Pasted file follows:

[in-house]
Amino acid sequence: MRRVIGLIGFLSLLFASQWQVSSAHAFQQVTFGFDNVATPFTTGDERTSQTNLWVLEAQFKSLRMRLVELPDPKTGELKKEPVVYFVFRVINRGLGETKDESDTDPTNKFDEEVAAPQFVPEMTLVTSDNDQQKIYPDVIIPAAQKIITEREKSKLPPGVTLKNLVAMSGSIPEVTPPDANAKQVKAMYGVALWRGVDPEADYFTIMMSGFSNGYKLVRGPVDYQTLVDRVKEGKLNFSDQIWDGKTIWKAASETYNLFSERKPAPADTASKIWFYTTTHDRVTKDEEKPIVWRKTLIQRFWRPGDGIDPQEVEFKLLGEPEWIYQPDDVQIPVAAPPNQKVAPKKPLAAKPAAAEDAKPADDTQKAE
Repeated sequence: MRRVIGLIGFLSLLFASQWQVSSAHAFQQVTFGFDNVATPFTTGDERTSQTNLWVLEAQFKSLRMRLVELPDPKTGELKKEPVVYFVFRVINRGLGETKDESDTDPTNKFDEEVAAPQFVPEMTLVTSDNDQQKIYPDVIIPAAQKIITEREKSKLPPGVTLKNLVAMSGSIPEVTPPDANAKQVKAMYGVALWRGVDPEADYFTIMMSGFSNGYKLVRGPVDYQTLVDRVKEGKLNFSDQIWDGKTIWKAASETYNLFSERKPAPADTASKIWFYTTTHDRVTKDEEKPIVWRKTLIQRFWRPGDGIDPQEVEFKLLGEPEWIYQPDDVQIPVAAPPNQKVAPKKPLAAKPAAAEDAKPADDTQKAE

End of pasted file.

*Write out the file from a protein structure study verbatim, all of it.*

[in-house]
Amino acid sequence: MRRVIGLIGFLSLLFASQWQVSSAHAFQQVTFGFDNVATPFTTGDERTSQTNLWVLEAQFKSLRMRLVELPDPKTGELKKEPVVYFVFRVINRGLGETKDESDTDPTNKFDEEVAAPQFVPEMTLVTSDNDQQKIYPDVIIPAAQKIITEREKSKLPPGVTLKNLVAMSGSIPEVTPPDANAKQVKAMYGVALWRGVDPEADYFTIMMSGFSNGYKLVRGPVDYQTLVDRVKEGKLNFSDQIWDGKTIWKAASETYNLFSERKPAPADTASKIWFYTTTHDRVTKDEEKPIVWRKTLIQRFWRPGDGIDPQEVEFKLLGEPEWIYQPDDVQIPVAAPPNQKVAPKKPLAAKPAAAEDAKPADDTQKAE
Repeated sequence: MRRVIGLIGFLSLLFASQWQVSSAHAFQQVTFGFDNVATPFTTGDERTSQTNLWVLEAQFKSLRMRLVELPDPKTGELKKEPVVYFVFRVINRGLGETKDESDTDPTNKFDEEVAAPQFVPEMTLVTSDNDQQKIYPDVIIPAAQKIITEREKSKLPPGVTLKNLVAMSGSIPEVTPPDANAKQVKAMYGVALWRGVDPEADYFTIMMSGFSNGYKLVRGPVDYQTLVDRVKEGKLNFSDQIWDGKTIWKAASETYNLFSERKPAPADTASKIWFYTTTHDRVTKDEEKPIVWRKTLIQRFWRPGDGIDPQEVEFKLLGEPEWIYQPDDVQIPVAAPPNQKVAPKKPLAAKPAAAEDAKPADDTQKAE